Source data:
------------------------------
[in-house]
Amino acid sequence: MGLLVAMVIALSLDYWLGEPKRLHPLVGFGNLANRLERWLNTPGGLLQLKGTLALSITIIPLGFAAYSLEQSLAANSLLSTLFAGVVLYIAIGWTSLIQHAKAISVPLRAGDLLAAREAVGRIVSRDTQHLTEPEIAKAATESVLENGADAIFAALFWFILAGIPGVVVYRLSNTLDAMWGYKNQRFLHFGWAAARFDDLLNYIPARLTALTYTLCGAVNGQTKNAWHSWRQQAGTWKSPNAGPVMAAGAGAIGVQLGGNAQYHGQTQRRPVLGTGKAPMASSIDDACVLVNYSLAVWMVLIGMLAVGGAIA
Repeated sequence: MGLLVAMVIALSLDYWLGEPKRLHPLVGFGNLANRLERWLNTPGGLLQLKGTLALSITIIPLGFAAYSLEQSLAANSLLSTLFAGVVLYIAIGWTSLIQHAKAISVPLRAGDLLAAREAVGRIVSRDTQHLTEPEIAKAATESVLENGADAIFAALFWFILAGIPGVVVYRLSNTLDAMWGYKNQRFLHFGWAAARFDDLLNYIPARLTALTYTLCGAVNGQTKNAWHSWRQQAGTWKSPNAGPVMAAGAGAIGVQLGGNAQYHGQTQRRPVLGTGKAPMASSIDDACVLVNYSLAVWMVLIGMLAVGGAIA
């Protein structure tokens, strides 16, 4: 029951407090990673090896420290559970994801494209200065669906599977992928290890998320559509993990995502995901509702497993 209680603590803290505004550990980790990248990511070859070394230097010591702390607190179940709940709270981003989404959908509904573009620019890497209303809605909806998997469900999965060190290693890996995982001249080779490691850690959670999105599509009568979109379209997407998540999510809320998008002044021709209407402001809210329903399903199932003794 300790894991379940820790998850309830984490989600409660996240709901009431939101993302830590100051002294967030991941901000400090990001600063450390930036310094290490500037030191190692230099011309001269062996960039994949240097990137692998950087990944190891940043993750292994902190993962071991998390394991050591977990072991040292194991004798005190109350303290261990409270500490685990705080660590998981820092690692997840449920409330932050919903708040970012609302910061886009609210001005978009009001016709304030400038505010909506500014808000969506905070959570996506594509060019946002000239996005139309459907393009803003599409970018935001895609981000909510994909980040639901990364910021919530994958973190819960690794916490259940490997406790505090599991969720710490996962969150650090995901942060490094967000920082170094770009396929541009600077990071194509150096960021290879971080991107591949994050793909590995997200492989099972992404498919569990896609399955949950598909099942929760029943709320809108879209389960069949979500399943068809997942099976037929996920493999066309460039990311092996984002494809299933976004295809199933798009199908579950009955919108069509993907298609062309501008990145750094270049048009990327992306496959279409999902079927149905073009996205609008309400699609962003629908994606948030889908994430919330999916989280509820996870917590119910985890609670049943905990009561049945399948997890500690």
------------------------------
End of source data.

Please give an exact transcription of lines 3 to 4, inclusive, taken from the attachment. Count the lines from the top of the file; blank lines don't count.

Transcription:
Repeated sequence: MGLLVAMVIALSLDYWLGEPKRLHPLVGFGNLANRLERWLNTPGGLLQLKGTLALSITIIPLGFAAYSLEQSLAANSLLSTLFAGVVLYIAIGWTSLIQHAKAISVPLRAGDLLAAREAVGRIVSRDTQHLTEPEIAKAATESVLENGADAIFAALFWFILAGIPGVVVYRLSNTLDAMWGYKNQRFLHFGWAAARFDDLLNYIPARLTALTYTLCGAVNGQTKNAWHSWRQQAGTWKSPNAGPVMAAGAGAIGVQLGGNAQYHGQTQRRPVLGTGKAPMASSIDDACVLVNYSLAVWMVLIGMLAVGGAIA
């Protein structure tokens, strides 16, 4: 029951407090990673090896420290559970994801494209200065669906599977992928290890998320559509993990995502995901509702497993 209680603590803290505004550990980790990248990511070859070394230097010591702390607190179940709940709270981003989404959908509904573009620019890497209303809605909806998997469900999965060190290693890996995982001249080779490691850690959670999105599509009568979109379209997407998540999510809320998008002044021709209407402001809210329903399903199932003794 300790894991379940820790998850309830984490989600409660996240709901009431939101993302830590100051002294967030991941901000400090990001600063450390930036310094290490500037030191190692230099011309001269062996960039994949240097990137692998950087990944190891940043993750292994902190993962071991998390394991050591977990072991040292194991004798005190109350303290261990409270500490685990705080660590998981820092690692997840449920409330932050919903708040970012609302910061886009609210001005978009009001016709304030400038505010909506500014808000969506905070959570996506594509060019946002000239996005139309459907393009803003599409970018935001895609981000909510994909980040639901990364910021919530994958973190819960690794916490259940490997406790505090599991969720710490996962969150650090995901942060490094967000920082170094770009396929541009600077990071194509150096960021290879971080991107591949994050793909590995997200492989099972992404498919569990896609399955949950598909099942929760029943709320809108879209389960069949979500399943068809997942099976037929996920493999066309460039990311092996984002494809299933976004295809199933798009199908579950009955919108069509993907298609062309501008990145750094270049048009990327992306496959279409999902079927149905073009996205609008309400699609962003629908994606948030889908994430919330999916989280509820996870917590119910985890609670049943905990009561049945399948997890500690």